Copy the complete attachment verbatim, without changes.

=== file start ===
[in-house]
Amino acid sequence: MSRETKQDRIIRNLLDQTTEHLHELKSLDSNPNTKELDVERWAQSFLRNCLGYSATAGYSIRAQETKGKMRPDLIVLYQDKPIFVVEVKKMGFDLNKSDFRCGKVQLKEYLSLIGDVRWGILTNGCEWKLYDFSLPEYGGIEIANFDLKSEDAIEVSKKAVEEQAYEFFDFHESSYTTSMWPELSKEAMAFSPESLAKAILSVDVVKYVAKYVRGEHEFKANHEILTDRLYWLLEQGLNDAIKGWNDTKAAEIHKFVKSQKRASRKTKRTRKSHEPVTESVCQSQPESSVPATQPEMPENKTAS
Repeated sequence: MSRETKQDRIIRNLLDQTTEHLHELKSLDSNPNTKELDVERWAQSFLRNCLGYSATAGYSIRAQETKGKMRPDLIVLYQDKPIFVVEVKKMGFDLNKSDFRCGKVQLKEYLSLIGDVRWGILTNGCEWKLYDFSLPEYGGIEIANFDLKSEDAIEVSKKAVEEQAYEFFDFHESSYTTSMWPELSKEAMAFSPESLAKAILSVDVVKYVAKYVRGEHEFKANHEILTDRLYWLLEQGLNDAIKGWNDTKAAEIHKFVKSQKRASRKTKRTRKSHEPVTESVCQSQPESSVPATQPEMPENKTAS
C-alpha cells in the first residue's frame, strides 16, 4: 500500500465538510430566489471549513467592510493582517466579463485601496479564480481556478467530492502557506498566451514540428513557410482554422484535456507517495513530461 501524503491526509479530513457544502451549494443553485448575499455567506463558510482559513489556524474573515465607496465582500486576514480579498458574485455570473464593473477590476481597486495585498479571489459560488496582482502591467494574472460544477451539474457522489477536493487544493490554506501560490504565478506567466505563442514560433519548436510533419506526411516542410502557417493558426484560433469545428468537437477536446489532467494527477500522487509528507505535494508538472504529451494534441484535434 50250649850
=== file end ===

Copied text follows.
[in-house]
Amino acid sequence: MSRETKQDRIIRNLLDQTTEHLHELKSLDSNPNTKELDVERWAQSFLRNCLGYSATAGYSIRAQETKGKMRPDLIVLYQDKPIFVVEVKKMGFDLNKSDFRCGKVQLKEYLSLIGDVRWGILTNGCEWKLYDFSLPEYGGIEIANFDLKSEDAIEVSKKAVEEQAYEFFDFHESSYTTSMWPELSKEAMAFSPESLAKAILSVDVVKYVAKYVRGEHEFKANHEILTDRLYWLLEQGLNDAIKGWNDTKAAEIHKFVKSQKRASRKTKRTRKSHEPVTESVCQSQPESSVPATQPEMPENKTAS
Repeated sequence: MSRETKQDRIIRNLLDQTTEHLHELKSLDSNPNTKELDVERWAQSFLRNCLGYSATAGYSIRAQETKGKMRPDLIVLYQDKPIFVVEVKKMGFDLNKSDFRCGKVQLKEYLSLIGDVRWGILTNGCEWKLYDFSLPEYGGIEIANFDLKSEDAIEVSKKAVEEQAYEFFDFHESSYTTSMWPELSKEAMAFSPESLAKAILSVDVVKYVAKYVRGEHEFKANHEILTDRLYWLLEQGLNDAIKGWNDTKAAEIHKFVKSQKRASRKTKRTRKSHEPVTESVCQSQPESSVPATQPEMPENKTAS
C-alpha cells in the first residue's frame, strides 16, 4: 500500500465538510430566489471549513467592510493582517466579463485601496479564480481556478467530492502557506498566451514540428513557410482554422484535456507517495513530461 501524503491526509479530513457544502451549494443553485448575499455567506463558510482559513489556524474573515465607496465582500486576514480579498458574485455570473464593473477590476481597486495585498479571489459560488496582482502591467494574472460544477451539474457522489477536493487544493490554506501560490504565478506567466505563442514560433519548436510533419506526411516542410502557417493558426484560433469545428468537437477536446489532467494527477500522487509528507505535494508538472504529451494534441484535434 50250649850